By John Hubbuch
Almost every day the Republican Party and the news media remind us that millions of Americans are unemployed, and that situation is worse than the bubonic plague. Now if you don't have a job that is a bad thing. I get that. But for most people it is a temporary thing, and while you are unemployed you can get up to $300 a week for up to 99 weeks to ease the misery.
So while 8 percent of us don't have jobs, 92 percent of us do. Pretty good. It's like the people who have latex, bee sting and peanut allegeries. If you have one of them it is not a good thing, and can be a really bad thing. But for the majority, it's not a problem. Just look at all those people in all those restaurants , going on all those vacations and buying all that junk. Life is pretty good for many.
I'm surprised that the unemplyment rate is only 8%. It's much higher in Europe. It was 25 % in the 1930's. Globalization has sent millions of jobs overseas. In Springsteen"s " My Hometown": " Foreman says these jobs are going boys and they ain't coming back." Computers have been gobbling up jobs for years. The ratio of secretaries to lawyers was once 1:1, now it's closer to 1:3. Just wait until the robots come on line. Then there's the reality that a large aging work force gets pushed out of their jobs as the more efficient, lower paid tech savy youth take over.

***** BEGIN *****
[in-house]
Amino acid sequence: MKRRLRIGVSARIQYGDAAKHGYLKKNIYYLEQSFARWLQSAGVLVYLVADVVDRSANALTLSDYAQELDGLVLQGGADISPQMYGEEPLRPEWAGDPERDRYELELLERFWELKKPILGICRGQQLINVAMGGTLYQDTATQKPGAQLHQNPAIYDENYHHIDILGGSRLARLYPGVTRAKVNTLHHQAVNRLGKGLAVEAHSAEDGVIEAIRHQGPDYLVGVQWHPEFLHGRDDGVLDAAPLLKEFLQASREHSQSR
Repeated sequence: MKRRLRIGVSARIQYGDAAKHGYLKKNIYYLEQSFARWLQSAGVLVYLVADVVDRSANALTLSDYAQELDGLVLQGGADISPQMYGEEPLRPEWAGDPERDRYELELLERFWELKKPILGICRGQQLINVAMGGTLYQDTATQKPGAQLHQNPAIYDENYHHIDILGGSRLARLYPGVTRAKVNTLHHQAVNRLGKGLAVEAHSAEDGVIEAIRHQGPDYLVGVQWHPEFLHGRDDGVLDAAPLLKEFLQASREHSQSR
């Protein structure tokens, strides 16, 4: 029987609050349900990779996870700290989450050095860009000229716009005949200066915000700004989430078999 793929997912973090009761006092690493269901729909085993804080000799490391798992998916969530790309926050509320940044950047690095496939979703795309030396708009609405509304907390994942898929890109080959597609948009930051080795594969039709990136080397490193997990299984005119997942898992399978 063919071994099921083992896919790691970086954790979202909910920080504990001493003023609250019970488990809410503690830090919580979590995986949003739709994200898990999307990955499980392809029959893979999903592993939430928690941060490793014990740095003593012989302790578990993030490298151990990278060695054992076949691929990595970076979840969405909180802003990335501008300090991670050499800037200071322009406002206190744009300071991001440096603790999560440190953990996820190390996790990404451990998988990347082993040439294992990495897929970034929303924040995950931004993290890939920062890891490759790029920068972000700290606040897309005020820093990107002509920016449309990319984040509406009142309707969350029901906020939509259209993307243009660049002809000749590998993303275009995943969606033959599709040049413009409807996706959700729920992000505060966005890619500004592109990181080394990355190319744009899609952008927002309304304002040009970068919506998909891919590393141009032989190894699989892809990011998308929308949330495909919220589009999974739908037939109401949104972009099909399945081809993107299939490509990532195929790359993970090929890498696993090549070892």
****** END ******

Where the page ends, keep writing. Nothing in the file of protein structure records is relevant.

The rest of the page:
And let's be honest there are some people who are always going to have difficulty finding and keeping a job. In my law firm there were at least 8% really angry, or weird, or lazy or crippled by personal issues people that made them not very good employees. The evening news focusses on the poor fella crying because he can't support his family. the networks don't show the employee who got drunk at lunch and punched the boss. Both are unemployed.
Again I feel bad that some Americans are out of work, but the political parties and ratings-driven media have a clear and obvious interst in making the unemployment picture seem a lot worse than it actually is.